For many of our patients, the first sign they are dealing with arterial disease is claudication.
Claudication is pain caused by too little blood flow to muscles during exercise. Most often, this pain occurs in the legs after walking at a certain pace and for a certain amount of time — depending on the severity of the condition.
The condition is also called intermittent claudication because the pain usually isn’t constant. It begins during exercise and ends with rest. As claudication worsens, however, the pain may occur during rest.
Claudication is technically a symptom of disease, most often peripheral artery disease, a narrowing of arteries in the limbs that restricts blood flow.
If you are dealing with limb pain while you move, we encourage you to speak with your primary care provider.
Or, reach out to the Ozark Regional Vein & Artery Center. Our treatments focus on lowering the risks of vascular disease, reducing pain, increasing mobility, and preventing damage to tissues.
So, let’s dive a little deeper. Claudication refers to muscle pain due to lack of oxygen that’s triggered by activity and relieved by rest.
Claudication symptoms include the following:
- Pain, ache, discomfort, or fatigue in muscles every time those muscles during use
- Specifically, pain in the calves, thighs, buttocks, hips, or feet
This pain usually gets better soon after resting, but that won’t necessarily be permanent.
The pain may become more severe over time. In more severe cases of arterial decline, some patients even experience pain at rest.
Signs or symptoms of peripheral artery disease, usually in more-advanced stages, include:
- Cool skin
- Severe, constant pain that progresses to numbness
- Skin discoloration
- Wounds that don’t heal
Many people with serious arterial disease have poor diets and minimal opportunities for regular exercise. Providing them the nutrients and physical resources necessary to keep their body in fighting shape can make it easier to combat gangrene and claudication.
As Dr. Stout explains: “without necessary dietary resources, the body can’t heal and prevent further degradation.” While this may seem like an obvious solution, it’s not that simple. This is because attention is usually focused on symptom-specific relief, not comprehensive care when treating patients. With the Ozark Regional Vein & Artery Center, your care doesn’t just focus on tackling claudication symptoms.
Conservative Care Strategies
Here are a few activities you can do to improve arterial health and overall circulation:
1. Avoid Smoking.
Smoking is one of the worst things you can do for your vascular system, so our first piece of advice is to stop smoking immediately. Smoking contributes to plaque buildup in the arteries, meaning it’s a major risk factor for developing arterial disease and decreasing quality of life.
Exercising is a great way to improve vascular health, as it keeps blood flowing and prevents further plaque buildup. Walking and cardiovascular exercise are incredibly beneficial, but anything that elevates your heart rate is good. You should make a point of exercising once a day or as much as is feasible.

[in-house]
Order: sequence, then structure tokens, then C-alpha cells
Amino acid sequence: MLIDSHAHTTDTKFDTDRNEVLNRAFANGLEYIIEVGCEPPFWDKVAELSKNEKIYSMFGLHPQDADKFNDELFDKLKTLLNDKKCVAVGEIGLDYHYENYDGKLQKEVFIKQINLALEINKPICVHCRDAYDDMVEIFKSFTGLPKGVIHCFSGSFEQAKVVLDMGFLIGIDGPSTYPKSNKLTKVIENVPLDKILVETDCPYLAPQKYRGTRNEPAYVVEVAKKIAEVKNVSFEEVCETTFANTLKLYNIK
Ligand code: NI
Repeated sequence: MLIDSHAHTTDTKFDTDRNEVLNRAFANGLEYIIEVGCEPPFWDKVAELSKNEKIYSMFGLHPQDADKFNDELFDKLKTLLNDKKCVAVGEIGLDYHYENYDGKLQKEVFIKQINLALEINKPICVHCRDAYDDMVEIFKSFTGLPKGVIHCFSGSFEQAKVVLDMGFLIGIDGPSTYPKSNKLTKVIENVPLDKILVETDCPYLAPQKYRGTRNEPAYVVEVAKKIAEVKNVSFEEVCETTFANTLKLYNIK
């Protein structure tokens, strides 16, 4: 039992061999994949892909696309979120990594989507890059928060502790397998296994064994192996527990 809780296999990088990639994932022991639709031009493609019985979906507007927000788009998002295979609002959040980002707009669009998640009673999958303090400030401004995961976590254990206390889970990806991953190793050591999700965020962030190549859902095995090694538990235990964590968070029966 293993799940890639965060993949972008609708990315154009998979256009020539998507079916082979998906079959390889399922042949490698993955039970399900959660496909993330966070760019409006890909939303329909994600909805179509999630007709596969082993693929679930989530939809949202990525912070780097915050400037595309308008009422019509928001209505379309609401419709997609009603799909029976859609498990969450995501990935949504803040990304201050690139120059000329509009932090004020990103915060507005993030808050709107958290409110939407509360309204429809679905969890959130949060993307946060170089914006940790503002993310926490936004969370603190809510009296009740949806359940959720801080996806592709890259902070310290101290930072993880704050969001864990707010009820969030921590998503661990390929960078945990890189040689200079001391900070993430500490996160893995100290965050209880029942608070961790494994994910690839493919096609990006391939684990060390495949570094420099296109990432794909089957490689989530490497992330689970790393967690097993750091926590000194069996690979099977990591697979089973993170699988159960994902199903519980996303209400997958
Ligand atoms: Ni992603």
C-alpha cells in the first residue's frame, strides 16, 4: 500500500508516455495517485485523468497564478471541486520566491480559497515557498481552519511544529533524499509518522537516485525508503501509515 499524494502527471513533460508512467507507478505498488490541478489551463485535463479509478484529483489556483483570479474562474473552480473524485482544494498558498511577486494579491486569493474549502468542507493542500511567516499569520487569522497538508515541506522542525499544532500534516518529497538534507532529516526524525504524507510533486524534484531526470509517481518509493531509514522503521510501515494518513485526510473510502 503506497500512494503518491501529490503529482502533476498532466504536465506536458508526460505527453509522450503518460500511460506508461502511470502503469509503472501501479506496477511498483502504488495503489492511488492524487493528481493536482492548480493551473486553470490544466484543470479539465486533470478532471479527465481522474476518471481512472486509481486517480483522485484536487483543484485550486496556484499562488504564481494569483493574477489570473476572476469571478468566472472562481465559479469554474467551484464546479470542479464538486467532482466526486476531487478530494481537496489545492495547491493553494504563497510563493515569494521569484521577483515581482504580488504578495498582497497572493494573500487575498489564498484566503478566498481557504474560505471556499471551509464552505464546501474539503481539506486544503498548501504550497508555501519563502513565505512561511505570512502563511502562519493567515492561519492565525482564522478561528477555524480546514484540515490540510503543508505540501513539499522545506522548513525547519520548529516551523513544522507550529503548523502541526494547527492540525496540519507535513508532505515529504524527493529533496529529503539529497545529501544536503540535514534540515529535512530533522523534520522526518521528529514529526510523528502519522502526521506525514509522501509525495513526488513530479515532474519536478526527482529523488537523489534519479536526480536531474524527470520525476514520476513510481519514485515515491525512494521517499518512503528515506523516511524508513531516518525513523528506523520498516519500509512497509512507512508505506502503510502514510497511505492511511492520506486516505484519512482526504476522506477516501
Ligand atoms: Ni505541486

3. Eat Healthier
Diet is a major contributing factor to arterial disease. Foods high in cholesterol are a major cause of plaque buildup and increased blood pressure, so eating healthy is important in improving your health: more fruits and vegetables, less red meat and dairy. You should also make sure to eat smaller portions in individual sittings to reduce stress on your circulatory system.
4. Lose Weight
This is the most challenging item. Being overweight can strain your circulatory system, which requires more work to move blood around your body. Losing weight is vital to improving circulatory function and vascular health.
5. Monitor Your Health
Routine health screenings and physicals are critical to maintaining your overall physical health but can be especially useful for identifying and mitigating arterial disease. Make sure to check your blood pressure and cholesterol levels regularly to keep tabs on your arterial health!
Note: It’s important to remember that none of these behaviors should replace consulting a healthcare provider or vascular specialist if you are worried about your vascular health.
In addition to conservative care, surgical care is also a vital part of preventing severe arterial disease from getting worse. Angioplasty and Stenting, Atherectomy—these techniques can supplement lifestyle changes to reduce pain and improve vascular disease at its source.
Claudication Support For Everyone In Need!
If you need support tackling claudication symptoms and causes or arterial disease, turn to the Ozark Regional Vein & Artery Center. Our experience and constantly expanding suite of care options enable us to guide you toward lasting wellness solutions.
We are a premier practice in Northwest Arkansas for the highest-quality vein and artery treatments. Dr. Haney, Dr. Stout, and the expert staff have over 500 years of combined experience caring for patients’ vascular well-being.
You can count on the Ozark Regional Vein & Artery Center to provide effective solutions for tackling your claudication symptoms and causes. No matter your needs or care resources, we will work with our patients to achieve optimal care results each and every time.